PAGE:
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This episode marks the launch of Practical Tax, Moskowitz LLP’s new podcast. Tax attorneys Steve Moskowitz and Liz Prehn discuss the upcoming tax deadline (April 15) and one action you can take if you’re not prepared to meet it – filing an extension to push your deadline to October 15. Listen to the podcast to learn more!
Speaker 1: 00:00 Every day I look at the calendar, and it’s one day closer to April 15th, and I’m not ready. I’m not even close to ready. I don’t know what to do.
Speaker 2: 00:07 You’re listening to Practical Tax, with tax attorney Steve Moskowitz.
Steve Moskowitz: 00:11 Hi, I’m tax attorney Steve Moskowitz with longtime Moskowitz tax attorney, Liz Prehn. April 15th is almost here, and you’re just not ready. We understand; we see it all the time. Liz, what are some ways that we can help?
Liz Prehn: 00:25 Well, I think it’s important to know your rights. As a tax payer, you can file an extension to get your books together, if there’s some adjustments that need to be reviewed by your tax attorney, that’s very common. There’s a few rules that go with the extension, which is it’s an extension of time to file the return, but not an extension of time to pay.
Liz Prehn: 00:44 What we do, in our practice, is we take a look with the client, their books, their records, what the issues are, try to come up with an estimate, there’s a rule of thumb, 110%. Oftentimes, people are coming to a tax attorney because an anomaly happened, something happened. They sold some properties, they came into some money, or there was a theft, there was something that happened that year, which was rare for them. They’re looking for advice on what to do. That usually puts us in the position where 110% doesn’t quite meet the muster. Nobody wants to be giving the government an interest free loan, either.
Liz Prehn: 01:20 What we do, then, is sit down, try to come up with the best estimate, file the extension, that gives you additional time to get the taxes prepared and get the positions to find, and then file in October.
Steve Moskowitz: 01:24 And it’s very important to file that extension by the due date, because if you don’t, the penalty is 5% a month, or 25% a year. That means, if you came in and you owed $100,000, you would owe an extra $25,000, $125,000 in my example, just because you didn’t file the extension. It’s so vitally important. Everybody should go ahead and file an extension that’s not filing by the due date. Some people think they’ll do it later. No, really important to do it on or before the due date.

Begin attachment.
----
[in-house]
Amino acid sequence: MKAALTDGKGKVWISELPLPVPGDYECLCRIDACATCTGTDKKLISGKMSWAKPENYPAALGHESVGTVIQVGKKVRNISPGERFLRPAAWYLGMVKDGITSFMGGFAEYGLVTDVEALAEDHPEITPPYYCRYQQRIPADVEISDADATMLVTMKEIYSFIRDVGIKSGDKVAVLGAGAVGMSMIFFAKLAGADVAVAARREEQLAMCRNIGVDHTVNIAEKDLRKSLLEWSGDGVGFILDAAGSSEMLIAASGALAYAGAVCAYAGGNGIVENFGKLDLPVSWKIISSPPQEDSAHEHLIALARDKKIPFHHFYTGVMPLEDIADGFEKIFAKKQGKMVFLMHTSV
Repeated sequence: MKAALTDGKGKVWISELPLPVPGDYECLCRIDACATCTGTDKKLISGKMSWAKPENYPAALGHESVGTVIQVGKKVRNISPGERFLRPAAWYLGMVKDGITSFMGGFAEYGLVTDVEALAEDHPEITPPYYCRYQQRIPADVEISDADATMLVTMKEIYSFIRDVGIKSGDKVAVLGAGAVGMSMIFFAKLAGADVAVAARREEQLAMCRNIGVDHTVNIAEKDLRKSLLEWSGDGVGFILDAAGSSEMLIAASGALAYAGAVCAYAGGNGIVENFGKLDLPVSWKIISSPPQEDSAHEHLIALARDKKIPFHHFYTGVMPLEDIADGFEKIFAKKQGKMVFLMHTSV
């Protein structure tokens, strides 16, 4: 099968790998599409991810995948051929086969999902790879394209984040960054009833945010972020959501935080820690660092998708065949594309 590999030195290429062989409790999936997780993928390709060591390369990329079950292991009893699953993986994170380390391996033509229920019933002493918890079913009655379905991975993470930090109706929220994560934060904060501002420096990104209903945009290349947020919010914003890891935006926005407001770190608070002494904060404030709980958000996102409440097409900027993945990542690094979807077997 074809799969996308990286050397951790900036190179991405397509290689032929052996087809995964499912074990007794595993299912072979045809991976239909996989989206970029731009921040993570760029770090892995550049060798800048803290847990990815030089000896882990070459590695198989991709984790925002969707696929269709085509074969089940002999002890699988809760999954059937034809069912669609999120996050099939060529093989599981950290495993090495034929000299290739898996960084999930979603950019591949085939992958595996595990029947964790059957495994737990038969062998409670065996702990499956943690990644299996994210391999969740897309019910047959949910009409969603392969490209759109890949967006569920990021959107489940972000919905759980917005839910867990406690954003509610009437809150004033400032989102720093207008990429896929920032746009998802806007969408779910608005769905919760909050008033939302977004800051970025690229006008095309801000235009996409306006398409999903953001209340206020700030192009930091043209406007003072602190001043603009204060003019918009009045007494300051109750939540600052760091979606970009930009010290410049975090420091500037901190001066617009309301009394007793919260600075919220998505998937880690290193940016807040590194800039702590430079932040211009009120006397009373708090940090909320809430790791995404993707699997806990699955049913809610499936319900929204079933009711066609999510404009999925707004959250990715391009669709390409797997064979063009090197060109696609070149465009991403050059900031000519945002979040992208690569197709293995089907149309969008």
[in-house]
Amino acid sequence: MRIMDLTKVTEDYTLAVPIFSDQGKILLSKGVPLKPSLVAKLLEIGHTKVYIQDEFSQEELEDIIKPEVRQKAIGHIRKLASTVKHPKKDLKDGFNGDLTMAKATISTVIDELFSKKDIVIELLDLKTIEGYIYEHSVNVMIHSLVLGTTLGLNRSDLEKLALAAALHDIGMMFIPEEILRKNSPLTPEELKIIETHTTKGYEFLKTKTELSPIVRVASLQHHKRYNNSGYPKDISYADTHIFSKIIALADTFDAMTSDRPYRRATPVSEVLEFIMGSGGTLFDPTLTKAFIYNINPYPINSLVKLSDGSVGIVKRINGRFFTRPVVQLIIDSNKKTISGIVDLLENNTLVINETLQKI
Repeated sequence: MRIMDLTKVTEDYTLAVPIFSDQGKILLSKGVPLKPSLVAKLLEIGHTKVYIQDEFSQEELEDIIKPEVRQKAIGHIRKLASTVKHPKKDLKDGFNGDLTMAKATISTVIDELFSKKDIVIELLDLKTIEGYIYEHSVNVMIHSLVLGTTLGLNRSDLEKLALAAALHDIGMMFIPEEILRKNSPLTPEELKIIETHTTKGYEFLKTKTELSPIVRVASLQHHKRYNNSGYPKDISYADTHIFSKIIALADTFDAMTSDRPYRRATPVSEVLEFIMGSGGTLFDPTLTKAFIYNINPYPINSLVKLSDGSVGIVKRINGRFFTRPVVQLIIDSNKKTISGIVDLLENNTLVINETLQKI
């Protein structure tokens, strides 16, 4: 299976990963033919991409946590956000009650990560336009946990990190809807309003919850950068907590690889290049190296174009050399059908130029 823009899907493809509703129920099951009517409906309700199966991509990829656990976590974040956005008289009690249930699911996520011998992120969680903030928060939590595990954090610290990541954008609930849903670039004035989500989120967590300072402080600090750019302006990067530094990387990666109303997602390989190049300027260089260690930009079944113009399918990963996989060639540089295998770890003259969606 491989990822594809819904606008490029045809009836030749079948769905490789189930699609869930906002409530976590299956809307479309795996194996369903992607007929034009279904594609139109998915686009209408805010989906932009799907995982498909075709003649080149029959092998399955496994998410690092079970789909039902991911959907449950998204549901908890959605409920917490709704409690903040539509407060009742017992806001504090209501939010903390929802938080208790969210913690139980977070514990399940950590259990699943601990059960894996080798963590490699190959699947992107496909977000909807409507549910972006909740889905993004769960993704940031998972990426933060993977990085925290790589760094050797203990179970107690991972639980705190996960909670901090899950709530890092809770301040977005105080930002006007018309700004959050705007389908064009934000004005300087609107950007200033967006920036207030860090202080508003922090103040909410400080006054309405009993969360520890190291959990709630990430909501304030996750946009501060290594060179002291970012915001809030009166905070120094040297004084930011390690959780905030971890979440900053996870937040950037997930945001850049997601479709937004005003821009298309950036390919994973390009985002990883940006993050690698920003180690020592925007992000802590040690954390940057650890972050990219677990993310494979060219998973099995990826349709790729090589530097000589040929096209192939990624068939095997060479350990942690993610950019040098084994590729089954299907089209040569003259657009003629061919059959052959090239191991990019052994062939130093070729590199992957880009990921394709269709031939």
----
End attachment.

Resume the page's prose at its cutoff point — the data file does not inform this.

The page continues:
Liz Prehn: 02:01 I think so. I think our clients benefit just getting it done, having the piece of mind that it’s filed. There is a theory that if they’re going to get a refund, it’s no foul no harm.
Steve Moskowitz: 02:11 Here’s how the whole extension process works, it changes your due date from April 15th till October 15th. However, from experience, please don’t wait until October 14th to start putting your records together. And if you do that, what happens is so many people cheat themselves because they don’t have enough time to get all those deductions. This way, if you go on extension, that gives you half a year. You don’t have to work on it every day, but don’t put it off.
Steve Moskowitz: 02:35 The other thing too is, it’s important, if you work on it early, sometimes you need to get something from a third party. If you call them up on October 14th, he or she’s probably not going to be able to give it to you in time. You have plenty of time, but start working on it now.
Liz Prehn: 02:49 We have a client, great client, fun business, really is great at what they do, but they’re not great with their paperwork. There’s three different businesses, which actually works out well for them, just by virtue of how the entities are organized, but the books were a mess. They came in, and the principal of the businesses basically said, “Well, I don’t really file. I haven’t filed in years. I don’t really file, I’ll just wait and see. Just do what you can do.” Which, we get a lot. We get that a lot. That’s very human, and it’s a reality of trying to do business and keep up with their paperwork and being good at what you do, but maybe not with paperwork.
Liz Prehn: 03:26 After talking to Steve, of course Steve is very methodical, and he’s got a process, and it’s a proven process. He said, “Well, we’re going to take over. And what we do is we file extensions, and we’re going to work through this.” We just got him on a monthly program where we just met twice a month for three or four months, got all the back books fixed up, was able to file his current year return on time, by that October, what ultimately ended up being September and October deadlines for him. Got that done in a way that saved him a lot of money. Penalties are late, and it’s just so easy to let it snowball, and be lax with it. It’s really just free money for the government.
Steve Moskowitz: 04:04 Think of the tax return like the Olympics. That’s what’s televised, that’s what everybody looks at, you see people running around the track. It takes a relatively short period of time. The real work in the Olympics is not the actual game, it’s the four years of preparation for the game. That’s exactly what Liz is talking about. The more preparation you do, the better result that you can get.
Liz Prehn: 04:24 If you have a simple return and you’re not ready to file, or if you have a complex return and you’re not ready to file, I think bottom line, file that extension. It’s just going to save you penalties. You can do it through your attorney, your accountant, you can do it online at the IRS.gov.
Liz Prehn: 04:38 Big picture that I think people sometimes miss, most often miss, sadly, is that it’s an extension to file the return, it’s not an extension to pay.